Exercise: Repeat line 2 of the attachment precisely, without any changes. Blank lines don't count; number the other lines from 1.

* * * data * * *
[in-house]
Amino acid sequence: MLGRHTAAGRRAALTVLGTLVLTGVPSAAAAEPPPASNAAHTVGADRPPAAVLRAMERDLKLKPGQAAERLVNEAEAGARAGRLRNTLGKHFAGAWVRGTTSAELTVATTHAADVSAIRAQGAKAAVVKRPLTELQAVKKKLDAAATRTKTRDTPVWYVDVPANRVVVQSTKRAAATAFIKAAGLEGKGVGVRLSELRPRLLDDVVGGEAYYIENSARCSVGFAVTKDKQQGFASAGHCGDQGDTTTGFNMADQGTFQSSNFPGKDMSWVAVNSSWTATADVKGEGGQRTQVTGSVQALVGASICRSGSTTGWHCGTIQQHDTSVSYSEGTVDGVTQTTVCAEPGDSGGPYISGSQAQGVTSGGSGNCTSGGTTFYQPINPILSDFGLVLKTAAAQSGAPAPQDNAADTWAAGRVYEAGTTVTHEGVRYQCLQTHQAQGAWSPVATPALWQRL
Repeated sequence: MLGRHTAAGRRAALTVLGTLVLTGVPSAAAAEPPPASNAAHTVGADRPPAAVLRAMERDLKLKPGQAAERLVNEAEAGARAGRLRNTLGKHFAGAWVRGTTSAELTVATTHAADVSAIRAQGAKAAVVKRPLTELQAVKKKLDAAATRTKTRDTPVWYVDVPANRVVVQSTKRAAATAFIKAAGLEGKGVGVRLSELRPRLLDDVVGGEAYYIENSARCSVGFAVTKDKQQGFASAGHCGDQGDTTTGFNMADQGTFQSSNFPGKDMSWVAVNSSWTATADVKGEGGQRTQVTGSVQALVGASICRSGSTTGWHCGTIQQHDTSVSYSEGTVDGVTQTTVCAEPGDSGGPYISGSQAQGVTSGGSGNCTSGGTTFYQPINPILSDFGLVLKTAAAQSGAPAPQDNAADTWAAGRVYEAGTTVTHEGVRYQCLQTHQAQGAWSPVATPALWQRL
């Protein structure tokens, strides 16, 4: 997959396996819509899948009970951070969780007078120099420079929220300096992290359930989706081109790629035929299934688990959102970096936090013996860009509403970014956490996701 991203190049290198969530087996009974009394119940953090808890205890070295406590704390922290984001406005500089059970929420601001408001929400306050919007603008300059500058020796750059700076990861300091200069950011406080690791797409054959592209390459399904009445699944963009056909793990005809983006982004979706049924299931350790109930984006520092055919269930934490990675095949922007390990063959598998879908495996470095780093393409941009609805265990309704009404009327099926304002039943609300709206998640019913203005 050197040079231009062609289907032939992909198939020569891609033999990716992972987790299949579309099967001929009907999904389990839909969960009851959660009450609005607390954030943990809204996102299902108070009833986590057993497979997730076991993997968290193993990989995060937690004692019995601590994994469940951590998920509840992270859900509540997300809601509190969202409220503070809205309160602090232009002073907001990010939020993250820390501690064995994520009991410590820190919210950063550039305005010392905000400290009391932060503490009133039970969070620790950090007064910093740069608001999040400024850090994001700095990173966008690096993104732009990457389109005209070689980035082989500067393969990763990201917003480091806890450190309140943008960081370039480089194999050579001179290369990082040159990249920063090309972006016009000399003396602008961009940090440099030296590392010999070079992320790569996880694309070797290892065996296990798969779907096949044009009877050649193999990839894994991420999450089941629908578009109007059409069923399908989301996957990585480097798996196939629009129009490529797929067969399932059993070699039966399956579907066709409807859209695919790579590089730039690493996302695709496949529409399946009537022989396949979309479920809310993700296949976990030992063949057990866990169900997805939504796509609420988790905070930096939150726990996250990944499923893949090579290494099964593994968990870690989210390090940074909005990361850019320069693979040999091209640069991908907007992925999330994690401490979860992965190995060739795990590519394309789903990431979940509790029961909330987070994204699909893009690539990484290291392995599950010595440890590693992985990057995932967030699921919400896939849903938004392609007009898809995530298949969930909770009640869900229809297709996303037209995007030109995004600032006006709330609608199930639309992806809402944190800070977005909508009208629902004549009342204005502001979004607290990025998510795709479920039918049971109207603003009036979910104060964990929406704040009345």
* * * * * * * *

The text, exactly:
Amino acid sequence: MLGRHTAAGRRAALTVLGTLVLTGVPSAAAAEPPPASNAAHTVGADRPPAAVLRAMERDLKLKPGQAAERLVNEAEAGARAGRLRNTLGKHFAGAWVRGTTSAELTVATTHAADVSAIRAQGAKAAVVKRPLTELQAVKKKLDAAATRTKTRDTPVWYVDVPANRVVVQSTKRAAATAFIKAAGLEGKGVGVRLSELRPRLLDDVVGGEAYYIENSARCSVGFAVTKDKQQGFASAGHCGDQGDTTTGFNMADQGTFQSSNFPGKDMSWVAVNSSWTATADVKGEGGQRTQVTGSVQALVGASICRSGSTTGWHCGTIQQHDTSVSYSEGTVDGVTQTTVCAEPGDSGGPYISGSQAQGVTSGGSGNCTSGGTTFYQPINPILSDFGLVLKTAAAQSGAPAPQDNAADTWAAGRVYEAGTTVTHEGVRYQCLQTHQAQGAWSPVATPALWQRL